"Our structure supports both strategic and tactical interactions with operators / pilots," she says. "While operations may become nearly-autonomous, the need to interact with the operator / pilot, and they with their vehicle, will not go completely away. There will likely be a shift to more strategic and less-tactical interactions and these interactions will be 100% data exchange instead of voice exchange. This is not far from the spectrum of interactions ATM already has with oceanic operations. Thus, there will be a shift to more dynamic and automated means to fulfill our business process, which is necessary given the shift to data from voice to meet our current evolving near-term unmanned aircraft system (UAS) needs and also supports the longer term nearly-autonomous operations."

Bristol insists that the industry and ANSPs must leverage their existing strengths if this is to occur rapidly. One potential business process shift being considered by FAA involves the ANSP determining overall policy, standards, and setting requirements, while industry develops, builds, and sustains the necessary infrastructure to support a more dynamic response.

"We are testing this shift through a prototype evaluation of a UAS tool called the Low Altitude Authorization and Notification Capability (LAANC) and it involves industry and the FAA exchanging data to quickly process airspace authorisation requests," Bristol informs.

"LAANC leverages the industry's strengths by permitting it to rapidly build and deploy the interface and infrastructure, and also leverages the FAA's policy and regulatory authorities to grant small UAS access to controlled airspace. If the deployment of LAANC is successful, this business process shift may be applied to an increasing set of capabilities in the national airspace system."

The human touch
As Bristol notes, interaction between an ANSP, the operator / pilot, and the vehicle will not go completely away. But there are many different autonomous operational ideas and concepts being explored and so where exactly the line is drawn between the human and the machine is open to question.

Whether a human plays a role in autonomous operations will be determined by a variety of factors, says Bristol. But two factors stand out for her: will technology be able to manage all of the potential "what if" scenarios; and will the public accept it?

"In the short term, we believe that there is a continuing role for the human to provide some assistance with non-standard operational issues and also provide some level of reassurance to the public that the technology is performing properly," she says. "We anticipate that as the technology matures and is proven reliable over time, automation will continue to augment operations. This will have the effect of reducing the number of non-normal conditions without standard resolutions and also provide increased assistance to the human in resolving any remaining rare cases."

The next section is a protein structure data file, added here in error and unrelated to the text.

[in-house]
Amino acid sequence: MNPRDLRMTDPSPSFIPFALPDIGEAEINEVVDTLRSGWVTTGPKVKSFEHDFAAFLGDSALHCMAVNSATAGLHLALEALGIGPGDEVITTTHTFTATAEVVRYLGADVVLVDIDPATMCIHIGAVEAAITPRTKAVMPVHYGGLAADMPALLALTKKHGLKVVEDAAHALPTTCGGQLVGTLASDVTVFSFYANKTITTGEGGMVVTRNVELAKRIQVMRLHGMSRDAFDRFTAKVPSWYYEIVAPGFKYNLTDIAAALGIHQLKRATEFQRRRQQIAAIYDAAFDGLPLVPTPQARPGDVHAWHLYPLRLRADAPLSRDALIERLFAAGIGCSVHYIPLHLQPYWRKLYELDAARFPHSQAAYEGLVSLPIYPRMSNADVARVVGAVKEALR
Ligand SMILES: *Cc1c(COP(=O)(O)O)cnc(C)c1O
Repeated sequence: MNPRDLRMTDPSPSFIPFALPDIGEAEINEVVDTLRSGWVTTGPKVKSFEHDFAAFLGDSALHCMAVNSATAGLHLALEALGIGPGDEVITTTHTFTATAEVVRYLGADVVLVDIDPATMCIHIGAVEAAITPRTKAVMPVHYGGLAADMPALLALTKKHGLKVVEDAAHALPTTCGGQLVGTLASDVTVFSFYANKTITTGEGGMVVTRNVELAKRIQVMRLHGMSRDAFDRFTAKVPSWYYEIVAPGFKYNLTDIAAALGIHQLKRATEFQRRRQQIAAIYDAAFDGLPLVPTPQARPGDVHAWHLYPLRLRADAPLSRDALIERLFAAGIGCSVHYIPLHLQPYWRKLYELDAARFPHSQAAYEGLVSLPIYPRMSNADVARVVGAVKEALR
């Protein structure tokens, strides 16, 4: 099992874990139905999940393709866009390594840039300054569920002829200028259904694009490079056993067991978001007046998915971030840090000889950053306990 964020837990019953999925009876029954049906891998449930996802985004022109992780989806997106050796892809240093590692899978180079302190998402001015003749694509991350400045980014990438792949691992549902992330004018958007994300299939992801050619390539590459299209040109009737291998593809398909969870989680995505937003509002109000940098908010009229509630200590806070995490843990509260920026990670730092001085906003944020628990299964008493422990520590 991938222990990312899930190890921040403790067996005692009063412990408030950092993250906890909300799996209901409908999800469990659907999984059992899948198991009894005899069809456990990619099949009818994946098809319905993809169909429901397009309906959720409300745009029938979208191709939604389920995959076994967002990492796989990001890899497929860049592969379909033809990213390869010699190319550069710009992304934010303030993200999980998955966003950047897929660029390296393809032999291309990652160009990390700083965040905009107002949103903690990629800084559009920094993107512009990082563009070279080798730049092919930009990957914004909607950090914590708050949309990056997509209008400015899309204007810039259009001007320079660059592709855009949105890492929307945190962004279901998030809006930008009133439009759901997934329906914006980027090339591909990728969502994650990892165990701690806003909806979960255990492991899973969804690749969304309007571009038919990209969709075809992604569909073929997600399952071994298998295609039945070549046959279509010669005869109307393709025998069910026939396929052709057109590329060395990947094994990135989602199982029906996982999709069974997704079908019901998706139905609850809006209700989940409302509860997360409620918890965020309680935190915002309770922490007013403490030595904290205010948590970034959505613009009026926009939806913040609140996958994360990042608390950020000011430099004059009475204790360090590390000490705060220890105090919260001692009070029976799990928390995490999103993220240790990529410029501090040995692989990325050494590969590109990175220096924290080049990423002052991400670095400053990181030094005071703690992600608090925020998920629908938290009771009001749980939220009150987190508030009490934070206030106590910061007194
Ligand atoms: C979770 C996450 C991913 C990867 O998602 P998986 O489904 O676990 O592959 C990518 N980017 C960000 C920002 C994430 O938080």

Will the public accept it?

An August 2017 UBS Evidence Lab Survey of 8,000 people found that 54% would be reluctant to take a pilotless flight, with only 17% welcoming the opportunity.

Perhaps unsurprisingly, younger participants between the ages of 18 and 34 were the most positive, with 30% willing to try out the experience. UBS believes that this indicates that acceptance would grow over time.

And time is something that pilotless planes has, according to the bank. It noted "design, security and technological challenges" surrounding the concept as well as the need for more regulation in this area.

 

What else is out there?

Aviation is awash with ideas for autonomous operations from high-altitude solar planes providing Internet access to low altitude taxis taking customers to do their shopping and drones delivering humanitarian aid.

Airbus is developing an autonomous air taxi known as Vahana, intended for short urban hops. It is designed to take off and land in tight spaces and has a range of about 50 miles.

Meanwhile, in early January 2018, Boeing unveiled a new unmanned electric vertical-takeoff-and-landing (eVTOL) cargo air vehicle (CAV) prototype that will be used to test and evolve Boeing's autonomy technology for future aerospace vehicles.

"This flying cargo air vehicle represents another major step in our Boeing eVTOL strategy," said Boeing Chief Technology Officer, Greg Hyslop. "We have an opportunity to really change air travel and transport, and we'll look back on this day as a major step in that journey."

Boeing has also invested in, and partnered with, Near Earth Autonomy, a company focused on developing a portfolio of technologies that enable safe and reliable autonomous flight.

"This partnership will accelerate technology solutions that we feel will be key to unlocking emerging markets of autonomous flight," said Steve Nordlund, Boeing HorizonX Vice President.